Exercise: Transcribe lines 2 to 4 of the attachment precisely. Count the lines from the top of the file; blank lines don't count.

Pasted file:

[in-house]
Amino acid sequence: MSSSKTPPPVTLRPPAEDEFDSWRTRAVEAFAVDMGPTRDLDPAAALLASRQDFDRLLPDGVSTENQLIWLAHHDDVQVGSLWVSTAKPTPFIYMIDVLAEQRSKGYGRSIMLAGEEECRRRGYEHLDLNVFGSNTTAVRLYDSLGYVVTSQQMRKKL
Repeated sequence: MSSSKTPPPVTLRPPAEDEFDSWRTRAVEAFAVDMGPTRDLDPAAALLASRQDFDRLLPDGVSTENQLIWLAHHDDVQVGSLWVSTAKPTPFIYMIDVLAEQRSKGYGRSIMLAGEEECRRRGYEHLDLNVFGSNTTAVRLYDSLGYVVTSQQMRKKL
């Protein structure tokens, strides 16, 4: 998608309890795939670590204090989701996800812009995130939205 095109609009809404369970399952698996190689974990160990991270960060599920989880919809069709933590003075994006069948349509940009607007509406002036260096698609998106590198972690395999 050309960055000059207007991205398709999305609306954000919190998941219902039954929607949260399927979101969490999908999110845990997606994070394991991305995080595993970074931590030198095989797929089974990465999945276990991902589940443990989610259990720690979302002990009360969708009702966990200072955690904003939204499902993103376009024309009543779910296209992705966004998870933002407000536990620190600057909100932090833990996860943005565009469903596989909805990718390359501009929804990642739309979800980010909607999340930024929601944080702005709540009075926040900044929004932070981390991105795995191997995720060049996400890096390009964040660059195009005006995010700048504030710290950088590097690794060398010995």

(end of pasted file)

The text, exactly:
Amino acid sequence: MSSSKTPPPVTLRPPAEDEFDSWRTRAVEAFAVDMGPTRDLDPAAALLASRQDFDRLLPDGVSTENQLIWLAHHDDVQVGSLWVSTAKPTPFIYMIDVLAEQRSKGYGRSIMLAGEEECRRRGYEHLDLNVFGSNTTAVRLYDSLGYVVTSQQMRKKL
Repeated sequence: MSSSKTPPPVTLRPPAEDEFDSWRTRAVEAFAVDMGPTRDLDPAAALLASRQDFDRLLPDGVSTENQLIWLAHHDDVQVGSLWVSTAKPTPFIYMIDVLAEQRSKGYGRSIMLAGEEECRRRGYEHLDLNVFGSNTTAVRLYDSLGYVVTSQQMRKKL
């Protein structure tokens, strides 16, 4: 998608309890795939670590204090989701996800812009995130939205 095109609009809404369970399952698996190689974990160990991270960060599920989880919809069709933590003075994006069948349509940009607007509406002036260096698609998106590198972690395999 050309960055000059207007991205398709999305609306954000919190998941219902039954929607949260399927979101969490999908999110845990997606994070394991991305995080595993970074931590030198095989797929089974990465999945276990991902589940443990989610259990720690979302002990009360969708009702966990200072955690904003939204499902993103376009024309009543779910296209992705966004998870933002407000536990620190600057909100932090833990996860943005565009469903596989909805990718390359501009929804990642739309979800980010909607999340930024929601944080702005709540009075926040900044929004932070981390991105795995191997995720060049996400890096390009964040660059195009005006995010700048504030710290950088590097690794060398010995």